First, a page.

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What's the competition like at (Math) REUs?

  1. Oct 20, 2011 #1
    So I'm currently an undergrad at a top math university with ~3.6-7 GPA (probably all A's this semester). Here's my full coursework by the end of this year:
    Lower Division:
    Multivariable Calculus
    Linear Alg. & Diff. Eq.
    Discrete Math

    Upper Division:
    Linear Alg.
    Abstract Algebra
    Real Analysis
    Numerical Analysis
    Complex Analysis

    Graduate-Level:
    Ordinary Diff Eq.
    Functional Analysis & General Topology I and II
    Multivariable Complex Analysis
    Algebraic Topology I and II
    Differential Topology
    Symplectic Geometry
    Kaehler Geometry

    Research for 1 year [in Geometric/LD Topology]

    Also, I know that LORs make the most difference for admission and while they are highly variable, I think I should have a pretty good one from my research advisor and another from one of my graduate professors who I have a good relationship with.


    Does this put me ahead of most REU-acceptees? And what's the criteria for a very solid application? I appreciate any response, even if it be obvious. Thanks.
     
    Last edited: Oct 20, 2011
  2. jcsd
  3. Oct 21, 2011 #2

    Vanadium 50

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    What does it matter?

    If a bunch of guys on the internet tell you your chances are good, or if they tell you your chances are poor, what action will you take differently? Particularly, since, as you yourslef point out, a big factor is something we don't have access to. All you can do is apply and see what happens.
     
  4. Oct 21, 2011 #3
    Topics like these give information on how to improve one's application. The main purpose of the topic is to learn the 'standard' criteria that makes a strong application, so I know how to better my own. I simply listed my own background as a reference, and I don't see what's necessarily wrong about asking. You seem a bit offended.

    I just want to know what makes a solid application. After all, even with my coursework, I'm going against <5% acceptance rates.
     
  5. Oct 21, 2011 #4
    You have a strong application. Since you go to a top school I think you will have a good chance. A good website for this sort of thing is Physics GRE forum. If you search around you can find threads on who got in what grad schools/REU's.
     
  6. Oct 21, 2011 #5

    Vanadium 50

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    Shouldn't you make your application as strong as you can make it anyway?
     
  7. Oct 21, 2011 #6
    While I do agree with your initial sentiment, I find that the "worries" of the OP are only reasonable. Granted, he or she should be doing the best he can but what if they *can* do better but don't know what exactly that would consist of? But I suppose that's a thing that would be program dependent...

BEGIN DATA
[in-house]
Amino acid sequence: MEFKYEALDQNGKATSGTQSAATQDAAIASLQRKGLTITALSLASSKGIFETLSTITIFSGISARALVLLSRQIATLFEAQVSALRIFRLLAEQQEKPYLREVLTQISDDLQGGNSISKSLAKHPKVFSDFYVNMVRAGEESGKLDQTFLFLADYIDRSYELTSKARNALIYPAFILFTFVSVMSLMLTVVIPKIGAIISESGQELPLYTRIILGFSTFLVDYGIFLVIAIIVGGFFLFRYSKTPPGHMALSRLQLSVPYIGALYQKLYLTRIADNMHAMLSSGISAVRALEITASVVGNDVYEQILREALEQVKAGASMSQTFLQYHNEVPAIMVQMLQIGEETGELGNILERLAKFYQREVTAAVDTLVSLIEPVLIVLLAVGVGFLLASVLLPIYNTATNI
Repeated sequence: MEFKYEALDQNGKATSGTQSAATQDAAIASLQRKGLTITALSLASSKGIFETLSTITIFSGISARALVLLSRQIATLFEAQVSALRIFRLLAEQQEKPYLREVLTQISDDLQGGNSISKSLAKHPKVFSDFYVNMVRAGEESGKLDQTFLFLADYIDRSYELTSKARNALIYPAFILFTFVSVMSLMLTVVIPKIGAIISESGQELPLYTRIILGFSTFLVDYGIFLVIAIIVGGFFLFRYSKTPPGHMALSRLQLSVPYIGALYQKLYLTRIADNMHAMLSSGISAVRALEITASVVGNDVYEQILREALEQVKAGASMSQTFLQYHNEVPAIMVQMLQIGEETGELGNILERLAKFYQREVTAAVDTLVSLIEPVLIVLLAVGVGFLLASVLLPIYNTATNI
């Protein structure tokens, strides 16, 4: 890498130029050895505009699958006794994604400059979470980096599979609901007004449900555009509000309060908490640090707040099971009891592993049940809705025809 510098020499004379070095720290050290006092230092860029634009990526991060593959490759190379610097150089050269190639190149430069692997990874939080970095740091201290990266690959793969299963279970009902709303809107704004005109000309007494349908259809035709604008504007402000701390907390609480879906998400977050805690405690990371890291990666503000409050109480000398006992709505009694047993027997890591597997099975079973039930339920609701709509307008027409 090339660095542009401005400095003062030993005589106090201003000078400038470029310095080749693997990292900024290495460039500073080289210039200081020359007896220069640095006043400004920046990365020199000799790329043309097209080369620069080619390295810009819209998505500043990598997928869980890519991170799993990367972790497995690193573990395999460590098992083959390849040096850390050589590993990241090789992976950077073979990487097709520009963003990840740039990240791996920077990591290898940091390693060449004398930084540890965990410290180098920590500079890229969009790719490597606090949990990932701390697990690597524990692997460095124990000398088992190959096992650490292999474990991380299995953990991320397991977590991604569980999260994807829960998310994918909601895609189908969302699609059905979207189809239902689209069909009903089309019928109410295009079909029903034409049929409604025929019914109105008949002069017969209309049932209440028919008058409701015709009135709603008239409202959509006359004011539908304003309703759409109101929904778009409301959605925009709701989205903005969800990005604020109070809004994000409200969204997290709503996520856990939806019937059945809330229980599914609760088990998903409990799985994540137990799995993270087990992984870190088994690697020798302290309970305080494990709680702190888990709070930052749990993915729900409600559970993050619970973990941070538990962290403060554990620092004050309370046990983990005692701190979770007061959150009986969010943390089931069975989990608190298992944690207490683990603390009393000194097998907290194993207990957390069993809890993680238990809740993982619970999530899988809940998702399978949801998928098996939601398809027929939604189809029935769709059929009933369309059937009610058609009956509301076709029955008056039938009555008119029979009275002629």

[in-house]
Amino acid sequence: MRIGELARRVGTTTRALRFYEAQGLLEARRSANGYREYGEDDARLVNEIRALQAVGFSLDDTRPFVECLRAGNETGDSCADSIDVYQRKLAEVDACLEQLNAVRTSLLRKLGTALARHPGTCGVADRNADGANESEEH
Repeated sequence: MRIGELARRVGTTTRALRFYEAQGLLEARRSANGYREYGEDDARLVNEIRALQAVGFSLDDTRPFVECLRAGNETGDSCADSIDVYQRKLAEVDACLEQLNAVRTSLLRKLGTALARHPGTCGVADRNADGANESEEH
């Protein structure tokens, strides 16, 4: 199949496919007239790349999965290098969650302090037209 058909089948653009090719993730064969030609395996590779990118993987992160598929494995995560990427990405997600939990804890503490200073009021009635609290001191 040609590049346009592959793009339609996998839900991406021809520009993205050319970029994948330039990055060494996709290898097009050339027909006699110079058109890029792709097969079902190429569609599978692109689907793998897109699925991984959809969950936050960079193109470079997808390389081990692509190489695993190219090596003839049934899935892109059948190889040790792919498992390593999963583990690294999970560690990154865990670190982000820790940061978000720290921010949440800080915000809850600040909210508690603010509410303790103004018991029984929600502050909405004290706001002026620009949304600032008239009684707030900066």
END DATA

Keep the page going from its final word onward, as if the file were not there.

Anyway, just apply. Good luck man.
     
  8. Oct 21, 2011 #7

    Vanadium 50

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    Suppose a bunch of guys on the internet told him he won't make it, so he decides not to apply.

    Suppose a bunch of guys on the internet told him he'll get in and he doesn't.

    I just don't see it making sense to ask a bunch of guys on the internet - none of whom have his letters - their uninformed opinion. What should someone do differently based on this opinion?
     
  9. Oct 21, 2011 #8
    Vanadium, I can't remember how many posts I've read of yours that in some way have a harsh tone towards the OP or are downright rude, I know you've read so many "OMG WILL I GET ACCEPTED", "WAHTS TEH PROBABILITY FO ME BEING ACCEPTED", "HOW DO I GET INTO GRAD SCHOOL WITH A LOW GRE SCORE", but it doesn't mean you need to be arrogant about it.

    -

    For your REU application, make sure that you get a very strong letter of recommendation from a professor/researcher THAT KNOWS YOU WELL. It is very important that the person writing the letter has spent quite a bit of time with you and can actually comment on you as a person, not just "he did good at research and is a good student, got an A in all my classes". That is quite the impressive amount of Graduate courses you have taken as an undergraduate, I'm sure you will likely be very well qualified to participate in an REU program with the base of knowledge you have. Make sure you apply to a bunch of REU programs because the acceptance rate is very low and there are many students who are quite qualified (just as you are) for a particular program, especially if you are looking at the MIT/Harvard/Caltech REU's.

    Good luck with your application, make sure you apply to as many as you are interested in participating in and it is quite likely that you will be acceptance to one or more programs.
     
  10. Oct 21, 2011 #9
    I'm applying regardless of a person's opinion, and you seem to completely misinterpret the main purpose of this topic: to see how I can improve my application, not to soothe my ego.

    And sure, you assert that I should just make my application as strong as possible regardless of opinion, but that's easier said than done. How can I possibly do that if I don't even know the criteria for a "strong" application? That's why I made this topic. And also, I ask that you please refrain from making more posts that aren't on the topic at hand. Thank you.


    As for everyone else, thanks for the information!
    Just as a note, I think the more 'prestigious' REUs don't necessarily correlate to the 'prestige' of the undergrad/graduate programs. In fact, I'm not sure if Harvard or MIT even have REUs. In terms of REUs, I've heard the hardest-to-get-into are places like Williams, Duluth, Cornell, etc.
    But the other info was really helpful!
     
    Last edited: Oct 21, 2011
  11. Oct 21, 2011 #10

    Vanadium 50

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    Then, sorry, but that's the question you should have asked. That is completely independent from "What's the competition like at (Math) REUs?" And the answer to that question is "strong letters".
     
  12. Oct 21, 2011 #11
    ^I'll just ignore that post.

    Anyways, what's the competition like at (Math) REUs?
    Now that I know what makes a good application, I'm curious what the actual REU experience is like. For anyone who's been to one, how has your background fared compared to others? I've checked out a lot of past REU threads here, and almost all dealt with REU admissions rather than the experience itself. Did you feel that you were at the right level with everyone else at the REU? Or were they perhaps older, younger, etc.?